An approach to heavy-tailed scalar concentration and multivariate heavy-tailed concentration.

The overall idea is straightforward: Split the data into $k$ buckets and compute the sample mean $μ _{i}$ of each bucket. Then the overall estimator is

$μ =Median(μ _{1},…,μ _{k}).$There are several questions to answer to implement this in practice. First, how to choose $k$? Second (especially relevant in multivariate settings), how do we define the median?

## Scalar case

With probability at least $3/4$ by Chebyshev, $μ _{i}$ is not too far from the true mean. So for the median to be far from the mean, many (at least half) independent Bernoulli events with probability 3/4 must fail to occur.

If we choose $k=⌈8g(1/δ)⌉$ then the median-of-means estimator $μ $ satisfies

$P(∣μ −μ∣≥σn32g(1/δ) )≤δ.$The MoM estimator can also be extended to situations where the distribution has no variance. If $E∣X−μ∣_{1+ϵ}≤v$, then

$P(∣μ −μ∣≥(12v)_{1+ϵ1}(n8g(1/δ) )_{1+ϵϵ})≤δ.$This was originally proved by Bubeck, Cesa-Bianchi, and Lugosi in the content of heavy-tailed bandits. I have a post with the proofs here.

You can sequentialize the MoM estimator using the Dubins-Savage inequality. I have a post about that here.

## Finite-dimensional vector case

Defining the median in $R_{d}$ is slightly trickier.

One option is the geometric median, which is studied by Minsker (see below). This achieves rate $Tr(Σ)g(1/δ)/n $, which is not quite sub-Gaussian. However, Minsker’s approach has the added benefit that it does not require finite variance. Instead, it’s a general recipe for boosting weak learners into strong ones. So even if you only have a finite $p$-th moment for $p∈(1,2)$, you could use Markov’s inequality to obtain a bound on the empirical mean (say) and apply geometric MoM.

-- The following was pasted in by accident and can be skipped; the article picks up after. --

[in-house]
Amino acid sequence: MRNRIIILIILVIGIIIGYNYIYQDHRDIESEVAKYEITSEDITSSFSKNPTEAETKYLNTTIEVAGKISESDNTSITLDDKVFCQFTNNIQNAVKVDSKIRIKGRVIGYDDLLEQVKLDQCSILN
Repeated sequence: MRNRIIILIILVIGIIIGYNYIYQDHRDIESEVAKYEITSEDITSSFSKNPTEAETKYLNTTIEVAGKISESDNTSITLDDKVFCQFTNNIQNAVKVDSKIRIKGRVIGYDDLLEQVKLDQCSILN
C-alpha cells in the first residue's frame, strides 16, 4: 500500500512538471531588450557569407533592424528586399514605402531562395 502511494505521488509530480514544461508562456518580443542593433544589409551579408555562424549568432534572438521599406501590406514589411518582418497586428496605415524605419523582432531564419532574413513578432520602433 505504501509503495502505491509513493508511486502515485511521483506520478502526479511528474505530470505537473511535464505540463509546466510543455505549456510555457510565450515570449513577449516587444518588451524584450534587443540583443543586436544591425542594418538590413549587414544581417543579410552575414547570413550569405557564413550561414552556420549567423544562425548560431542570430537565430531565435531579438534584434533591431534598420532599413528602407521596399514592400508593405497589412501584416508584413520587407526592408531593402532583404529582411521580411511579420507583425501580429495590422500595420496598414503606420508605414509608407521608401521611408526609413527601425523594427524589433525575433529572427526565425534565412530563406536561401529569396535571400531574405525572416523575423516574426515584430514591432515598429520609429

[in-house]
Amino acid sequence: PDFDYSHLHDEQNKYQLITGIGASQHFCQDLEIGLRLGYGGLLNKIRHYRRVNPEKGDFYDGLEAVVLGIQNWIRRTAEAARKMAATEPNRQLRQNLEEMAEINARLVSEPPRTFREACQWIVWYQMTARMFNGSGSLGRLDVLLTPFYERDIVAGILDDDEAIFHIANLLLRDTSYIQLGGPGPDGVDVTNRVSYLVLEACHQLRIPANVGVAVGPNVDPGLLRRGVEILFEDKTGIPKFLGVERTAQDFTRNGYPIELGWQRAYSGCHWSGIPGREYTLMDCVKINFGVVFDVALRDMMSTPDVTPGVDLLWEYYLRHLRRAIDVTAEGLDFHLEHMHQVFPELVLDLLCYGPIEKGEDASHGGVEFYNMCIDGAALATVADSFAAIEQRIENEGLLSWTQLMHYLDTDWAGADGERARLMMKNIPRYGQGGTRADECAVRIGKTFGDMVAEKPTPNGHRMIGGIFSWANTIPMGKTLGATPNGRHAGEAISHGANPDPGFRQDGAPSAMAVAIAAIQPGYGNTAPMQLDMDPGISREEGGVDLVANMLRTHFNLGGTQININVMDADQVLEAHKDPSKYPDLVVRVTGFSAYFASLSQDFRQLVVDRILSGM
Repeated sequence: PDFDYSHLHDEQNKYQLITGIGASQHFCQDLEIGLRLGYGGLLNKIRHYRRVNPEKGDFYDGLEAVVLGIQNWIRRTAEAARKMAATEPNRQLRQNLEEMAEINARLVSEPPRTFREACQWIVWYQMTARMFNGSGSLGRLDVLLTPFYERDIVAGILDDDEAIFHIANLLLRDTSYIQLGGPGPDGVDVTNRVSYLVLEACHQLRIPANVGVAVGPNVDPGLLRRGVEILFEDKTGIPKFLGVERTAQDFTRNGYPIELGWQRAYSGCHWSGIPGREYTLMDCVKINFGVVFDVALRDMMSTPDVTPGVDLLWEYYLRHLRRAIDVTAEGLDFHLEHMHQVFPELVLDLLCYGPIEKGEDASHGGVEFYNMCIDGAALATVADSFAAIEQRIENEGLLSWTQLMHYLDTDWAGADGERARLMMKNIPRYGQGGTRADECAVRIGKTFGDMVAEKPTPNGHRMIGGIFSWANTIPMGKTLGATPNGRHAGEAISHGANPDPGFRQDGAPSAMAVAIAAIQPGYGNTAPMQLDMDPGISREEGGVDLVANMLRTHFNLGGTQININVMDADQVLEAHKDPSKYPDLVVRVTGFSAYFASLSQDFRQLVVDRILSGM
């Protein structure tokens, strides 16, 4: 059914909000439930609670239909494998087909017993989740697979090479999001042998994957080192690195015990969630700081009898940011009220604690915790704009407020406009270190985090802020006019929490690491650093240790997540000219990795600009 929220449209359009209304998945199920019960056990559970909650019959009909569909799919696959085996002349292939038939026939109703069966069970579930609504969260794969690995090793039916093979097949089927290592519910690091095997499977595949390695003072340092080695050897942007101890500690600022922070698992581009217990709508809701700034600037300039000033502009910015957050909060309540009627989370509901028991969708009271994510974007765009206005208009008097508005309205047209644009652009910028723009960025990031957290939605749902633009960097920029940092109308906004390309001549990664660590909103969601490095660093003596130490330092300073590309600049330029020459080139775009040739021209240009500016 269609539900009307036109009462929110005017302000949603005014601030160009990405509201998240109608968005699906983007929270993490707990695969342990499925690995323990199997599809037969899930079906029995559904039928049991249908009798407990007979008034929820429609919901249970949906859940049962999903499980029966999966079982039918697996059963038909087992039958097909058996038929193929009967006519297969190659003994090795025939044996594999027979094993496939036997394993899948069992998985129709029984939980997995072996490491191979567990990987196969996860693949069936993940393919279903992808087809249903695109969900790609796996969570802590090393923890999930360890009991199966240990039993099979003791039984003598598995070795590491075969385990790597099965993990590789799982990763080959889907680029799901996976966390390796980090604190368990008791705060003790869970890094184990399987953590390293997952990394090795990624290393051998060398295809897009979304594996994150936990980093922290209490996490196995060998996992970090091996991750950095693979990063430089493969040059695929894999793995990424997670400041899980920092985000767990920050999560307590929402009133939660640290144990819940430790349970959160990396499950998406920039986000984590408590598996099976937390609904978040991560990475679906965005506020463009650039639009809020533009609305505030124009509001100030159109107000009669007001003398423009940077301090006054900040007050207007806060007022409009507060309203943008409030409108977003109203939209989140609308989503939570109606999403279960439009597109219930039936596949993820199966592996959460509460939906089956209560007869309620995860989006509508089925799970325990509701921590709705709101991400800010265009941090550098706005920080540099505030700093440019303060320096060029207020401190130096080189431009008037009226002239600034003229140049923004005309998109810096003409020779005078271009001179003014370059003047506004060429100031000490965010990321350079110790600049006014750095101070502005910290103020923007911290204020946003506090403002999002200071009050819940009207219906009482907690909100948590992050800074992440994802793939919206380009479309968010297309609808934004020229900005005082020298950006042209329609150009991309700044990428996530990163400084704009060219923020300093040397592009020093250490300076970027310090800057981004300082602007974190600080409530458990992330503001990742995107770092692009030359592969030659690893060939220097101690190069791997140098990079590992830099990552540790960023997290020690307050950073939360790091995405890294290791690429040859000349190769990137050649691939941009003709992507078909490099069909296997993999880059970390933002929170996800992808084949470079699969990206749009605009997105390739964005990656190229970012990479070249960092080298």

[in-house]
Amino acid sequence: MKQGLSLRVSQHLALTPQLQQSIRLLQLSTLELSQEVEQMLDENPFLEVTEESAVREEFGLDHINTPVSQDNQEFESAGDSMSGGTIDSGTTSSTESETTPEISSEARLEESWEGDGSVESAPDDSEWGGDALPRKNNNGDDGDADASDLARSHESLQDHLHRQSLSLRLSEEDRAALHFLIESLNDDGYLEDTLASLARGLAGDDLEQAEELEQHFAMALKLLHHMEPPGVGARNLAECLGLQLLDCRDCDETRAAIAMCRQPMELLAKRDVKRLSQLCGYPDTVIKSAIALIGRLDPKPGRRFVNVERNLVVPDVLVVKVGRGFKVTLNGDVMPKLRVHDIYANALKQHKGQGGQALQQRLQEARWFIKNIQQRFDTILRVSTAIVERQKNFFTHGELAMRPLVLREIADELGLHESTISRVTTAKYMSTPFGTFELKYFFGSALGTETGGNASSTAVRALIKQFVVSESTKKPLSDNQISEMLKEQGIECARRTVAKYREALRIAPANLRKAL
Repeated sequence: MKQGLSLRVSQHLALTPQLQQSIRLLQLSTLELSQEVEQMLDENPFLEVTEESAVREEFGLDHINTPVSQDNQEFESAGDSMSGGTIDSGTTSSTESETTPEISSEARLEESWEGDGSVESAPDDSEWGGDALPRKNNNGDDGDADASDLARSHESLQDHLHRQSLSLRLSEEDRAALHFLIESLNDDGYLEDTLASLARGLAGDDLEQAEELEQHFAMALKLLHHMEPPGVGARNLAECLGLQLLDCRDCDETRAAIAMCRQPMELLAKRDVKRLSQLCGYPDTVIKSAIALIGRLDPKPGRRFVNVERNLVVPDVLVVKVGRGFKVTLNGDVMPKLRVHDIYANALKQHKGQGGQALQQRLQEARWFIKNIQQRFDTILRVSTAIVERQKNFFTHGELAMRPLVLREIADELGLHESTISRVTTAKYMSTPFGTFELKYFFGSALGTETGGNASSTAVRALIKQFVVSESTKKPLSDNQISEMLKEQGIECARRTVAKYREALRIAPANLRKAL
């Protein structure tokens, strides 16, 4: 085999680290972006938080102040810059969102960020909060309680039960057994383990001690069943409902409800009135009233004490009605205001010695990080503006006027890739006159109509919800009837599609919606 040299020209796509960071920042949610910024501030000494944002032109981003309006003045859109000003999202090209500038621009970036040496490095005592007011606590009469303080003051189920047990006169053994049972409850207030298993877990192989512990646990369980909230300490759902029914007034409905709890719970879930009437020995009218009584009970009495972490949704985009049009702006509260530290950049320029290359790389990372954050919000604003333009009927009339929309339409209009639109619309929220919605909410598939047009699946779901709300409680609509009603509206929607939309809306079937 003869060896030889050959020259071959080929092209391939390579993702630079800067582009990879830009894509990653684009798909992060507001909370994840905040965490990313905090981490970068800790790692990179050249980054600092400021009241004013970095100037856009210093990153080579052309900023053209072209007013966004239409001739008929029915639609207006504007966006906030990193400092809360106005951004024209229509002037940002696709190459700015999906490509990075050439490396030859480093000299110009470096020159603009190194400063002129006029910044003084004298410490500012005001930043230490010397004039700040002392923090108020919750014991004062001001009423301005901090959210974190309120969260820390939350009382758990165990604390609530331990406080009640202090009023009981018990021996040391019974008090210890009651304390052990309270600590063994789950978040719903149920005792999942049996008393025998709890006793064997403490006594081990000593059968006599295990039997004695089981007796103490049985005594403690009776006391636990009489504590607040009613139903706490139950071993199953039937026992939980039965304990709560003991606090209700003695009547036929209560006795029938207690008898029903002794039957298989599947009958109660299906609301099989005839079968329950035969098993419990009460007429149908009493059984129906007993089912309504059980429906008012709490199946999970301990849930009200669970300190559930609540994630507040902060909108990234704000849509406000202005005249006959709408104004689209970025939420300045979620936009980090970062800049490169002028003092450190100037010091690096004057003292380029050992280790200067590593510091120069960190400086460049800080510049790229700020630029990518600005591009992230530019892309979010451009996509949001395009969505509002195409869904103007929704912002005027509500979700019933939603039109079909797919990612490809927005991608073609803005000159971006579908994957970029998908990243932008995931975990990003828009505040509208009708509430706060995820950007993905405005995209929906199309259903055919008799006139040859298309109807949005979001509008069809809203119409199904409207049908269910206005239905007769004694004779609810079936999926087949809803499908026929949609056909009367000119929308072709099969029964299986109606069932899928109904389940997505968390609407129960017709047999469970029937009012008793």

Lugosi and Mendelson define a specialized version of the median and get sub-Gaussian rates when the norm is the Euclidean norm and the variance exists. This is sometimes called median-of-means tournament. I have a blog post about this here. Hopkins made this computationally tractable in 2020. In 2019, Lugosi and Mendelson also studied median-of-means under general norms in $R_{d}$ and obtain sub-Gaussian rates. However, the estimator is computationally inefficient and I don’t think anyone has figured out how to improve it.

## Infinite-dimensional case

MoM with the geometric median was studied in Banach spaces by Minsker and in Polish spaces by Yun and Park:

## Heavy-tailed concentration

In 2015, Minsker proposed the geometric median-of-means for Banach spaces. This is a general method for boosting weak (polynomial rate) estimators into an estimator with exponential rate. The idea is similar to the Lugosi-Mendelson median-of-means (see multivariate heavy-tailed concentration), but the weak estimators are aggregated using the geometric median. This can be computed in polynomial time (in $R_{d}$) using Weisfeld’s algorithm, since the objective is convex. This estimator was proposed simultaneously by Hsu and Sabato.

In 2022, Yun and Park extended geometric median-of-means to Polish spaces, which include separable Banach spaces. They seem to get the same rates as Minsker, which are not quite sub-Gaussian in $R_{d}$.

Link to original